In Genesis 6, we see the account of Noah. God had favor on Noah and delivered him and his family through water. Peter picks up on this and states,
“God waited patiently in the days of Noah while the ark was being built. In it only a few people, eight in all, were saved through water, and this water symbolizes baptism that now saves you also—not the removal of dirt from the body but the pledge of a clear conscience toward God. It saves you by the resurrection of Jesus Christ.”- 1 Peter 3:20–21
Peter links the story of Noah to baptism by showing how Noah, in the ark, going through the water is a picture of us being in Christ and going through the water of baptism, leading to a new life and new creation.
In 1 Corinthians 10, Paul continues this theme stating, “I do not want you to be ignorant of the fact, brothers and sisters, that our ancestors were all under the cloud and that they all passed through the sea. They were all baptized into Moses in the cloud and in the sea.” Moses himself had gone through a “baptism-styled event” when he passed through the waters of the Nile in his own “ark” of shelter as a baby (Exodus 2). Later, Moses led the Israelites through the waters of the Sea into a new reality and the creation of a people. And even later, Joshua did the same, passing through the Jordan River.
Jonah goes down into the waters only to be delivered by God, resurrected to a renewed ministry. Jonah references this fact in his prayer: “Water encompassed me to the point of death. The great deep engulfed me . . . but You have brought up my life from the pit, O Lord my God.” (Jonah 2:5–6) Jesus later used the story of Jonah as an example of His own resurrection (Luke 11:29–30).Being saved through water, leading to a new life and renewed creation, becomes an important symbol throughout the biblical story. The accounts of Noah, Moses, Joshua, Elisha, and others all connect to what we see John doing in the gospels.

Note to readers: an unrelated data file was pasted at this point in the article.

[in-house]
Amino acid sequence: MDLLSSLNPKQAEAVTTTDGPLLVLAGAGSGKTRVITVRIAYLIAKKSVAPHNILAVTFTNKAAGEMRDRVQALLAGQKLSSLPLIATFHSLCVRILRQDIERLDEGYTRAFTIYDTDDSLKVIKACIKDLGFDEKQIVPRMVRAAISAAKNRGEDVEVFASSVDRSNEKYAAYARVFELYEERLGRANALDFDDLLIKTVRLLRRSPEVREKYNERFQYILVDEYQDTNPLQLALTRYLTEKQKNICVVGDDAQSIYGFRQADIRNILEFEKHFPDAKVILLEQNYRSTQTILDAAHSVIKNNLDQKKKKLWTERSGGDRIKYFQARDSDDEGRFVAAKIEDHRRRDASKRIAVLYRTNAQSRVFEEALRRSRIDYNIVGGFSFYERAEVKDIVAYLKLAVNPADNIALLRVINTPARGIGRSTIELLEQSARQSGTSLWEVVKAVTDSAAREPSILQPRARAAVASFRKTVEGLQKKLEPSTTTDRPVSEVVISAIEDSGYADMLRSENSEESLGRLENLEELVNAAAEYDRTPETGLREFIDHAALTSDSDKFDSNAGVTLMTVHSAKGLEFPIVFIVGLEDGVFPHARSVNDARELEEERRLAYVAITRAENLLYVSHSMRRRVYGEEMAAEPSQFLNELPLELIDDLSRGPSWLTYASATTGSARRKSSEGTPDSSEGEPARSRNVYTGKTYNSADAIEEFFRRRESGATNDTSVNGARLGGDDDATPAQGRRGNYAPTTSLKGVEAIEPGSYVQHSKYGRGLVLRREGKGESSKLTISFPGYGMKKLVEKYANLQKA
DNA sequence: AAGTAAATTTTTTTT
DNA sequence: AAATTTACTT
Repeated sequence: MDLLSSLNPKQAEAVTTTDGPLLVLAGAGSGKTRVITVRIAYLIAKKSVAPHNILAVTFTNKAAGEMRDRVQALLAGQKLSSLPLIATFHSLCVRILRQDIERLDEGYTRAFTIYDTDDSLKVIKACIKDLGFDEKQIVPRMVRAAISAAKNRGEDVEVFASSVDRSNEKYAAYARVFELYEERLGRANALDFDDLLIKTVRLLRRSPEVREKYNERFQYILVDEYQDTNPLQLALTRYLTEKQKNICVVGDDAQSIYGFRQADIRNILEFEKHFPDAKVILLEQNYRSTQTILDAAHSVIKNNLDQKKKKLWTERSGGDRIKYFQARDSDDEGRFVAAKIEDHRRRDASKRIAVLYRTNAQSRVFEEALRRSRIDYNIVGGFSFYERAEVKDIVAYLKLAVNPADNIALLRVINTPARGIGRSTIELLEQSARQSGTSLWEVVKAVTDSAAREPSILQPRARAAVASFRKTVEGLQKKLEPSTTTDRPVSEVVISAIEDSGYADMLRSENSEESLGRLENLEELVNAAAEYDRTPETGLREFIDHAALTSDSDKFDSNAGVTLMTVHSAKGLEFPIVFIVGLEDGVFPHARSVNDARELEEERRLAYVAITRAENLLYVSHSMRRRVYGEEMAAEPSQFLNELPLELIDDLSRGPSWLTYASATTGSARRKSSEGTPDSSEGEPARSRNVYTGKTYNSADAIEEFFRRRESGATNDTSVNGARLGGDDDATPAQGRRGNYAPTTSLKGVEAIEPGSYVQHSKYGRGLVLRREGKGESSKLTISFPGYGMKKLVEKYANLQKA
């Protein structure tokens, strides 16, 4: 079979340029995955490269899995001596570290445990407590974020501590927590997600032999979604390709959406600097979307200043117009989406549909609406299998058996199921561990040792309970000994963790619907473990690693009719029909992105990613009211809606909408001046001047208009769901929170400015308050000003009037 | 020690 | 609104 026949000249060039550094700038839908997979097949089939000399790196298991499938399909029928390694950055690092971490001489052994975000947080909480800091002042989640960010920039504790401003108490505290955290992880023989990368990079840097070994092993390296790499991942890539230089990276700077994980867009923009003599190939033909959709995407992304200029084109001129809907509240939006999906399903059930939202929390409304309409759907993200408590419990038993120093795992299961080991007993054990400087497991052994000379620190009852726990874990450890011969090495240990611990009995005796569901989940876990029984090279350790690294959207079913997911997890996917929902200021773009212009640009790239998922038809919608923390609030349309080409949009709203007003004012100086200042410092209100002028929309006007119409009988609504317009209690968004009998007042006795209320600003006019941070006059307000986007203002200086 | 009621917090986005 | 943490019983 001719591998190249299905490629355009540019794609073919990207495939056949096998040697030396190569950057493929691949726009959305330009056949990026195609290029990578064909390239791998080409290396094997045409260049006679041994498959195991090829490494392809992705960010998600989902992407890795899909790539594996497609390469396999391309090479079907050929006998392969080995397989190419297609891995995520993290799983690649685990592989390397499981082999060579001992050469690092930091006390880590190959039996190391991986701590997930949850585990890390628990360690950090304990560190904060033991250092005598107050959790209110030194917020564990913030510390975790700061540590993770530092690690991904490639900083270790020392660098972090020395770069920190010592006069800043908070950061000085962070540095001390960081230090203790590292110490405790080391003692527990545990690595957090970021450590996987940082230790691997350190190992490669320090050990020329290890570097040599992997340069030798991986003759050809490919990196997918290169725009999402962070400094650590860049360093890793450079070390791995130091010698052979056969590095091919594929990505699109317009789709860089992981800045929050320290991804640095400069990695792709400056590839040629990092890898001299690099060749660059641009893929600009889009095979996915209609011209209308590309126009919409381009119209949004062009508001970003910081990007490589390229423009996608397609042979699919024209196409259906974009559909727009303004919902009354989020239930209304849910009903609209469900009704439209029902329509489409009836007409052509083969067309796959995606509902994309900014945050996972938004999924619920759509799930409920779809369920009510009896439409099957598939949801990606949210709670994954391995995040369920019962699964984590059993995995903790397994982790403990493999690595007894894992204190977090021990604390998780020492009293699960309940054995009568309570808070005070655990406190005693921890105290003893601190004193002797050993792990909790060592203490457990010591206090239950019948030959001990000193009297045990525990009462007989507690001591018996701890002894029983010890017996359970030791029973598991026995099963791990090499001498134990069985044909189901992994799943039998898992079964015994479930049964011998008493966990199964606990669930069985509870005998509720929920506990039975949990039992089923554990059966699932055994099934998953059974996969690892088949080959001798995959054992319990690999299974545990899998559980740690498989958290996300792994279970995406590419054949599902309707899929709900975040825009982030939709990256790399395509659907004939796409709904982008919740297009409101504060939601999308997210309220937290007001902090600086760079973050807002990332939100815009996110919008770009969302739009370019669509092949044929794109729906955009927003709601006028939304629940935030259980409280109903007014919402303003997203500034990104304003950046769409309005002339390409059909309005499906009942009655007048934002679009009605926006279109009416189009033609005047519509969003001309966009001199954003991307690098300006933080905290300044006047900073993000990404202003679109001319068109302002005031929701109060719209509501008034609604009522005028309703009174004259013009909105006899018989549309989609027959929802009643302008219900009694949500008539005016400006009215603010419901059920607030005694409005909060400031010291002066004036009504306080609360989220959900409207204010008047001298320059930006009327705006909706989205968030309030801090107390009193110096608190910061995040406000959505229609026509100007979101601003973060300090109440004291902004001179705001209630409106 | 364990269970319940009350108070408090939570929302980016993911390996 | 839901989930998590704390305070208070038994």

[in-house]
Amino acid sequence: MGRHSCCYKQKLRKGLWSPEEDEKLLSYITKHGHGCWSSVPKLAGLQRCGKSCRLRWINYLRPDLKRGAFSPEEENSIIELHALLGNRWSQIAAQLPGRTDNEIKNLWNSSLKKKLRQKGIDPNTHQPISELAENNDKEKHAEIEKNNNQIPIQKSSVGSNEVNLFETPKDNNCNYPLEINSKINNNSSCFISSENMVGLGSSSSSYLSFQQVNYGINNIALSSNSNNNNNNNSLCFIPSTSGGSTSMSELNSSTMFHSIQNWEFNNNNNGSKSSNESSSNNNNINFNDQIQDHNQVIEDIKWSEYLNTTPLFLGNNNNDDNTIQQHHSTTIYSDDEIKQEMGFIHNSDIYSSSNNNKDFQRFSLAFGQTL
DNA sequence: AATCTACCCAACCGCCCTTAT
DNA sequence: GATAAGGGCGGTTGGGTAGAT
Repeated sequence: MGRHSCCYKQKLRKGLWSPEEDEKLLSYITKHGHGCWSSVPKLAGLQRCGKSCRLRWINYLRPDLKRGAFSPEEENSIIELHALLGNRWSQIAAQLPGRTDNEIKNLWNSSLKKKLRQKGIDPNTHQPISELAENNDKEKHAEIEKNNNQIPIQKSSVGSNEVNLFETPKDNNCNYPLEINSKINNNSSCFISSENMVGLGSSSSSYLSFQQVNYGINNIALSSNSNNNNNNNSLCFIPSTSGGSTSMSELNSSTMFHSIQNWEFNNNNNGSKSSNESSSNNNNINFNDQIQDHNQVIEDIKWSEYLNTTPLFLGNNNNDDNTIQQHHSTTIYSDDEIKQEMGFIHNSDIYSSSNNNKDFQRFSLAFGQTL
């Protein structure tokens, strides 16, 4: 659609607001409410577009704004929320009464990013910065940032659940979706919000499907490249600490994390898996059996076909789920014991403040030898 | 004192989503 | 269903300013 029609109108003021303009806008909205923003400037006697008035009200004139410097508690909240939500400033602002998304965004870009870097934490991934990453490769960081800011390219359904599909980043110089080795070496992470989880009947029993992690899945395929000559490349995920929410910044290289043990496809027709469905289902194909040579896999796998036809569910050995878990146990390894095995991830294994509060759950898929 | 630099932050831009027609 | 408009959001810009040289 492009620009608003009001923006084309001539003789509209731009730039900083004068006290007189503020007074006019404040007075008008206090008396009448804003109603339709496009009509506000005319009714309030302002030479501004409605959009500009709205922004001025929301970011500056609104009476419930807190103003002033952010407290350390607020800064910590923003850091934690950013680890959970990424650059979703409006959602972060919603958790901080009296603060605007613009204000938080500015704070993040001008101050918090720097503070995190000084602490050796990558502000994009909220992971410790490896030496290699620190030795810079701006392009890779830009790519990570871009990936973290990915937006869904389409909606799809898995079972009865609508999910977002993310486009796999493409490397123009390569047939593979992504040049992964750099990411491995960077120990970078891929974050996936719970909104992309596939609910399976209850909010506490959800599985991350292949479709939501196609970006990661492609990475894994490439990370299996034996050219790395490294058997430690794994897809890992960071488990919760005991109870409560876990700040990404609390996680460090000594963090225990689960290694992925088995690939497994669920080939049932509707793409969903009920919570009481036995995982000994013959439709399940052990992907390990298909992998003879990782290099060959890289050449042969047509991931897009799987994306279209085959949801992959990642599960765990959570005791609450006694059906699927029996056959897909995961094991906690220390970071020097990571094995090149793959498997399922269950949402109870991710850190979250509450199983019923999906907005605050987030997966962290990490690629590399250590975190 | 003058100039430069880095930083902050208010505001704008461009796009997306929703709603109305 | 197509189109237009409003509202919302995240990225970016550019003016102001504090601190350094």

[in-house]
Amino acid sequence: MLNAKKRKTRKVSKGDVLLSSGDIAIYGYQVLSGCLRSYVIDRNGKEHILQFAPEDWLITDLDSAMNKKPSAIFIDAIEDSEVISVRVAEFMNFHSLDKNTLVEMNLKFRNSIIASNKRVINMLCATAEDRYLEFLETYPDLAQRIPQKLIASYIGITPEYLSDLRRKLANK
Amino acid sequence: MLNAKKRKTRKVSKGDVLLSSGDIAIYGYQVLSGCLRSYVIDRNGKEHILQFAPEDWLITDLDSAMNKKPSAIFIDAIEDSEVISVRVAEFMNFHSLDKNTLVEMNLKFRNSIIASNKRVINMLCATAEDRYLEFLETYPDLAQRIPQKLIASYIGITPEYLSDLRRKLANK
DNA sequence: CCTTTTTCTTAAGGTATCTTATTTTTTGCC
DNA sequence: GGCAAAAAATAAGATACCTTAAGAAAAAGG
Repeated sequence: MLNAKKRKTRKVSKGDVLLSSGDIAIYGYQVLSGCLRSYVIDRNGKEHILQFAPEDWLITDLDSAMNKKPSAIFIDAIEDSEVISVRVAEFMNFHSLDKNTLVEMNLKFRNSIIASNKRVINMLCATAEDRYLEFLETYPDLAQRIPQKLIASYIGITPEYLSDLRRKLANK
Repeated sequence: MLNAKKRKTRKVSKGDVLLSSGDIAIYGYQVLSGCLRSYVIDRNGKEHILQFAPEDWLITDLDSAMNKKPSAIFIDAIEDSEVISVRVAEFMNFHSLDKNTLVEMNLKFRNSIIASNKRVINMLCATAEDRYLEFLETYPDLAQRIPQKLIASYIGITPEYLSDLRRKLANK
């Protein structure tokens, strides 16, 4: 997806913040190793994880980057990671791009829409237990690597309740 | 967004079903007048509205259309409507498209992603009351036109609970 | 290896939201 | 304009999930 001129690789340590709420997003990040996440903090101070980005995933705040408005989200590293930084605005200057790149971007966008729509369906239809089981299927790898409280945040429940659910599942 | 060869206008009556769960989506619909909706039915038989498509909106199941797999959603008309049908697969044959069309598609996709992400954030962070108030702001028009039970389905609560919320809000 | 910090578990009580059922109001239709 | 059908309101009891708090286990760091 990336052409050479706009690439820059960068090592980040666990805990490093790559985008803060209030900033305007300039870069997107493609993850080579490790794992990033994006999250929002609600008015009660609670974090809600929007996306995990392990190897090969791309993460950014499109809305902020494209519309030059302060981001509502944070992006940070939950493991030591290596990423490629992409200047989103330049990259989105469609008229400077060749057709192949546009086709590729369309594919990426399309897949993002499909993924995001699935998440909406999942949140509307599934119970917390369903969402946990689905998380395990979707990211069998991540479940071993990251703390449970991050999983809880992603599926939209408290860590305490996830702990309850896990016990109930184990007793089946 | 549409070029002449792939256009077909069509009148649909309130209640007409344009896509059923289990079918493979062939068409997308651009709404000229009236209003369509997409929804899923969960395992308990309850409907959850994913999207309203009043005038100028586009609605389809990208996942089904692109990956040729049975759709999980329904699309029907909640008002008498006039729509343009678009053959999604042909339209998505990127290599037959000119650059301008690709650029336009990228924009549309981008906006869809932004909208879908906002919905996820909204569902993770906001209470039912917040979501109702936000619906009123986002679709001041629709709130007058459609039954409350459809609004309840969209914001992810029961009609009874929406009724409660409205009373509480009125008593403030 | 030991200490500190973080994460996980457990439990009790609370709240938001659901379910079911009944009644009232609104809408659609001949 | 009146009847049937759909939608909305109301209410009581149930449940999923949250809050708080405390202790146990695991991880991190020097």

We have learned about miqveh cleansing through immersion, and we have seen the biblical theme of salvation and new life through water. Being immersed in a miqveh was a powerful symbol that the Jews of Jesus’ time would have understood. Jesus’ words to Nicodemus, “Very truly I tell you, no one can enter the kingdom of God unless they are born of water and the Spirit” (John 3:5), likely contain an allusion to the miqvah, which Nicodemus would have understood. Jesus was saying that to be right with God, a person must repent of sin (which is what the ritual cleansing in water signified) and undergo a spiritual transformation from God.
John the Baptist continued and formed this picture by cleansing and renewing those he baptized. His Baptism or miqveh was one of repentance, a change to a new life, not just one of ceremonial cleansing. Those who responded in repentance and baptism were admitting that they were unacceptable to God and needed to be made clean (see Acts 2:37–38).
Jesus started His earthly ministry when He was 30, and just as a priest would, He began His ministry by going through baptism or miqveh. At this time, His ministry started, and His earthly life changed to fulfill his mission and purpose as the Messiah. In this way, He also modeled for those who would follow Him a baptism of repentance, of a new life, that connects to the Biblical theme of living water and a cosmic connection to salvation by God.